Please use this identifier to cite or link to this item:
Type: Book chapter
Title: Integrating affordable housing and sustainable housing: bridging two merit goods in Australia
Author: Zillante, G.
Pullen, S.
Wilson, L.
Davidson, K.
Chileshe, N.
Zuo, J.
Arman, M.
Citation: Industrialised, Integrated, Intelligent Sustainable Construction I3CON Handbook 2, 2013 / Wallis, I., Bilan, L., Smith, M., Kazi, A.S. (ed./s), pp.43-60
Publisher: Industrialised, Integrated, Intelligent Construction
Publisher Place: UK
Issue Date: 2013
ISBN: 9780860226987
Statement of
George Zillante, Stephen Pullen, Lou Wilson, Kathryn Davidson, Nicholas Chileshe, Jian Zuo, Michael Arman
Abstract: Interest among planning and policy makers in environmentally sustainable housing has risen in recent years as a response to the global goal of attaining sustainable development. In Australia, there has long been concern that the market might under-provide affordable housing and, more recently, concerns have been raised over the capacity of the market to provide sustainable housing. Governments in Australia have intervened through subsidies, tax incentives and more direct forms of support for the provision of affordable and sustainable housing. Providing environmentally sustainable housing is thus perceived to be a “merit good” in Australia. That is, a good that has social merit but one that is underprovided by markets. Contemporary housing policy debate in Australia has emphasised the need to respond to a growing housing affordability challenge. Affordable housing might also be seen to be a merit good in Australia. Nevertheless there has been a reluctance to consider housing sustainability in the same context as housing affordability. This chapter addresses the debate over affordable and sustainable housing in Australia by drawing on learnings from the Ecocents Living research project to suggest a conceptual basis to understand the issues at hand. Ecocents Living is a project that seeks to integrate the concepts of affordable and sustainable housing into a model to guide industrial implementation of sustainable and affordable housing. It is argued that the concepts of sustainable housing and affordable housing have synergies that warrant consideration and the further development of an embryonic model for integrating sustainable and affordable housing is offered in this chapter.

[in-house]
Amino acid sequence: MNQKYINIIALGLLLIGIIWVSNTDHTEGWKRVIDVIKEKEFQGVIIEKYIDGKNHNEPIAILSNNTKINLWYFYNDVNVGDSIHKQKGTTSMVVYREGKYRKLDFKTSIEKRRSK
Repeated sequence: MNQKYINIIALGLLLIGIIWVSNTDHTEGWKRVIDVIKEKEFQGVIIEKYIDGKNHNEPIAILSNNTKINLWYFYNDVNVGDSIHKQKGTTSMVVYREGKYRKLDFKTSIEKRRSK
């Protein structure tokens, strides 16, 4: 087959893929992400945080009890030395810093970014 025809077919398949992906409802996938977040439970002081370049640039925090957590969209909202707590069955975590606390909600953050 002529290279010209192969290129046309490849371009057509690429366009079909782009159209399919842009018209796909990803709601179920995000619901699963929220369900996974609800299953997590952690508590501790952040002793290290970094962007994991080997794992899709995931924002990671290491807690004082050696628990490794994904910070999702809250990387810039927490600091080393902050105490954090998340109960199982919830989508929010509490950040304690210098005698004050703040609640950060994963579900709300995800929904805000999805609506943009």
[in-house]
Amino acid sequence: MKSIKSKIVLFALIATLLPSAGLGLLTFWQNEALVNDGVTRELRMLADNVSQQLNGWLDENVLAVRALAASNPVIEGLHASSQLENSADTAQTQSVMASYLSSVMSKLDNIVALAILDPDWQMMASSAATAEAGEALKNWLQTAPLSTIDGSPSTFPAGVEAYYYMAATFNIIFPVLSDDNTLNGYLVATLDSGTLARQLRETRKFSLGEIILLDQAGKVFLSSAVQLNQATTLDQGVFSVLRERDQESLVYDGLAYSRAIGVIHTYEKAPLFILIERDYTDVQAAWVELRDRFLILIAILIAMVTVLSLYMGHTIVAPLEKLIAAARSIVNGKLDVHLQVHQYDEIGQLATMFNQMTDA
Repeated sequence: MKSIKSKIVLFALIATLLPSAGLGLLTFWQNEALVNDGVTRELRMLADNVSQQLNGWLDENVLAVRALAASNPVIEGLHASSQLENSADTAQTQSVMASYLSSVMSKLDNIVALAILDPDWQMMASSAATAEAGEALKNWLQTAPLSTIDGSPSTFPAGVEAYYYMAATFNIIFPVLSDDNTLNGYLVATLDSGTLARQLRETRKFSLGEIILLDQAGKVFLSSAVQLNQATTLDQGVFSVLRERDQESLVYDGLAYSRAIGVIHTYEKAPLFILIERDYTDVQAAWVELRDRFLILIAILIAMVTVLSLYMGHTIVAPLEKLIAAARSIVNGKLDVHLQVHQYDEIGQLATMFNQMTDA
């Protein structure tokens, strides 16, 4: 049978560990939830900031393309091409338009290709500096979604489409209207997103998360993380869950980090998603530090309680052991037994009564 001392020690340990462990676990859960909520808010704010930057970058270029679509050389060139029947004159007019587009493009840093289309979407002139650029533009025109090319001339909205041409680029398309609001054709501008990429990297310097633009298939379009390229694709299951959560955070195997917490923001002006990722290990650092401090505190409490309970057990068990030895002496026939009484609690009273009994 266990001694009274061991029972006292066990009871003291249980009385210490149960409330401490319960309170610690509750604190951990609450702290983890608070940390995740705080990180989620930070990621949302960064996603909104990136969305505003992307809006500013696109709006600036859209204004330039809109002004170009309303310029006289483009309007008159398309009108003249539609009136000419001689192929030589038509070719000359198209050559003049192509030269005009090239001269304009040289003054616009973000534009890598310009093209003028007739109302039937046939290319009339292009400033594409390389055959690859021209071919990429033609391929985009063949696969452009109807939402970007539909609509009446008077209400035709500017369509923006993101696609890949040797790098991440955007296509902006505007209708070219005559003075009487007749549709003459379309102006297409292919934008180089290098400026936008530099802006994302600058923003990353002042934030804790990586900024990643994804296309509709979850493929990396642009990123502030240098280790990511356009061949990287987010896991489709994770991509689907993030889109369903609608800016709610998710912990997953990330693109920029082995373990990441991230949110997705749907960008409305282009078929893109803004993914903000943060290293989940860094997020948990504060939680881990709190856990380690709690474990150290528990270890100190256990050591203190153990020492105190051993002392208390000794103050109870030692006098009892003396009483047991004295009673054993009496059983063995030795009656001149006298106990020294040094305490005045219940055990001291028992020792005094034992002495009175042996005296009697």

Keywords: sustainable housing; affordable housing; Australia
Rights: Copyright © 2010 I3CON Some rights reserved. This book (and its electronic version that is available online through is released under a creative commons attribution – Non Commercial No Derivative Works License. Under this license, you are free to copy, distribute, and perform the work presented in this book under the following conditions: you must give the original author(s) credit for the work; you may not use it for commercial purposes; you may not alter, transform, or build upon this work (for more details, visit For other permissions, you should contact the author(s) of the paper(s) in question.
RMID: 0020139015
Published version:
Appears in Collections:Architecture publications

Files in This Item:
File Description SizeFormat 
hdl_84302.pdfPublished version10.82 MBAdobe PDFView/Open

Items in DSpace are protected by copyright, with all rights reserved, unless otherwise indicated.